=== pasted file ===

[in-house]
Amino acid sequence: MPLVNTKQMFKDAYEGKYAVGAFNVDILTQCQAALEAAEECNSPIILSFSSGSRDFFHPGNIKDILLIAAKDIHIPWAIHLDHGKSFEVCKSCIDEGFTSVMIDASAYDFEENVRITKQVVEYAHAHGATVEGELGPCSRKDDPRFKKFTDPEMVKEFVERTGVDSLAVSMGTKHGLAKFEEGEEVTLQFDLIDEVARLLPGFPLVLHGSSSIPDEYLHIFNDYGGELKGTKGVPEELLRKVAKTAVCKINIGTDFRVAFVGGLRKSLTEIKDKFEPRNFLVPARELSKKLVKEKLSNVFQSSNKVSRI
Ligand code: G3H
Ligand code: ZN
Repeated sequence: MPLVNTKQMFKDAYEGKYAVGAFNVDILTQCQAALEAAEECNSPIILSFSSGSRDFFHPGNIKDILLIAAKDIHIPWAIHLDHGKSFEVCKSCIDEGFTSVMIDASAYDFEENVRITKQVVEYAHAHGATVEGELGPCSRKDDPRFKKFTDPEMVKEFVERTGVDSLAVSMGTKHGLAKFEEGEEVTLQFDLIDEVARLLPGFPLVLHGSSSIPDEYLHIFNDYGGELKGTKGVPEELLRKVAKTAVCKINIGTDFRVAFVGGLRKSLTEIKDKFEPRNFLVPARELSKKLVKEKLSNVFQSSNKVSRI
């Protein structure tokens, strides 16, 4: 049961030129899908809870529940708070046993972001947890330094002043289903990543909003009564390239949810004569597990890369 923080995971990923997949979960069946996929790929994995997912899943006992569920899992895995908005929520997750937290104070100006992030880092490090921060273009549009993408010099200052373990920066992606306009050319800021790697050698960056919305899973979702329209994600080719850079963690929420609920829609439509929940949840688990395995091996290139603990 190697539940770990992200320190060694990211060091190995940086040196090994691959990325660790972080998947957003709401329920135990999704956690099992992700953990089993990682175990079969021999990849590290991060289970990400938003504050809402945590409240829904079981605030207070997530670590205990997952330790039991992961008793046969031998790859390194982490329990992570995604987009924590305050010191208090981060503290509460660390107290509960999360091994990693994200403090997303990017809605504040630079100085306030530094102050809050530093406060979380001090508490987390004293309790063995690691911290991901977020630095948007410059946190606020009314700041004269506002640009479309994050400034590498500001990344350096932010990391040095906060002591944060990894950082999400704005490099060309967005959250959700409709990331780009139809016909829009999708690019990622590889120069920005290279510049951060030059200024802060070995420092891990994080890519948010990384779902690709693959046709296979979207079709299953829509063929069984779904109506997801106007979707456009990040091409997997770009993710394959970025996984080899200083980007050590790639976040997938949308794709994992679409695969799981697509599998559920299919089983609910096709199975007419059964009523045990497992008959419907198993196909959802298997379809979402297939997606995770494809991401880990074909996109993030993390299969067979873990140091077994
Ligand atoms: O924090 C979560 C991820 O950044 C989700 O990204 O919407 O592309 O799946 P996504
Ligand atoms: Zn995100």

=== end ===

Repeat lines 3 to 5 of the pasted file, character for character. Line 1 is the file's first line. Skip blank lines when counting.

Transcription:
Ligand code: G3H
Ligand code: ZN
Repeated sequence: MPLVNTKQMFKDAYEGKYAVGAFNVDILTQCQAALEAAEECNSPIILSFSSGSRDFFHPGNIKDILLIAAKDIHIPWAIHLDHGKSFEVCKSCIDEGFTSVMIDASAYDFEENVRITKQVVEYAHAHGATVEGELGPCSRKDDPRFKKFTDPEMVKEFVERTGVDSLAVSMGTKHGLAKFEEGEEVTLQFDLIDEVARLLPGFPLVLHGSSSIPDEYLHIFNDYGGELKGTKGVPEELLRKVAKTAVCKINIGTDFRVAFVGGLRKSLTEIKDKFEPRNFLVPARELSKKLVKEKLSNVFQSSNKVSRI